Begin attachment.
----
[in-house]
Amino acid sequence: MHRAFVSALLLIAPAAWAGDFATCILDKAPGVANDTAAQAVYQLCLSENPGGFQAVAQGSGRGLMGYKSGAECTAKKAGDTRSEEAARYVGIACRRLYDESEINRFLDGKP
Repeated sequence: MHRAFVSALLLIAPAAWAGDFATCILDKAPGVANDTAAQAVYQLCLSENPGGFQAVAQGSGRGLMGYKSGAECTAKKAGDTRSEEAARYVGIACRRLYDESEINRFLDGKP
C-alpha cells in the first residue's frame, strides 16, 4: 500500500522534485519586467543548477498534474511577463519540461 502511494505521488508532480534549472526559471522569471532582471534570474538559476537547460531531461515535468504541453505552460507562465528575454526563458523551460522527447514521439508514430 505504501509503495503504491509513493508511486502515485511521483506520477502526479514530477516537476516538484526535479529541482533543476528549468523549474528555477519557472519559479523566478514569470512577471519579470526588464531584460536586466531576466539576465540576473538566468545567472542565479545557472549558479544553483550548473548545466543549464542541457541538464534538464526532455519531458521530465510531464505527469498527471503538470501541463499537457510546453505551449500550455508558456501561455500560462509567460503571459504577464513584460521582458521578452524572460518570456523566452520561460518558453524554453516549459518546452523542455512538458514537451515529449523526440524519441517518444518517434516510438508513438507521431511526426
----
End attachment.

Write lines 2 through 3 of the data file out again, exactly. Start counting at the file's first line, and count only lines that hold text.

Amino acid sequence: MHRAFVSALLLIAPAAWAGDFATCILDKAPGVANDTAAQAVYQLCLSENPGGFQAVAQGSGRGLMGYKSGAECTAKKAGDTRSEEAARYVGIACRRLYDESEINRFLDGKP
Repeated sequence: MHRAFVSALLLIAPAAWAGDFATCILDKAPGVANDTAAQAVYQLCLSENPGGFQAVAQGSGRGLMGYKSGAECTAKKAGDTRSEEAARYVGIACRRLYDESEINRFLDGKP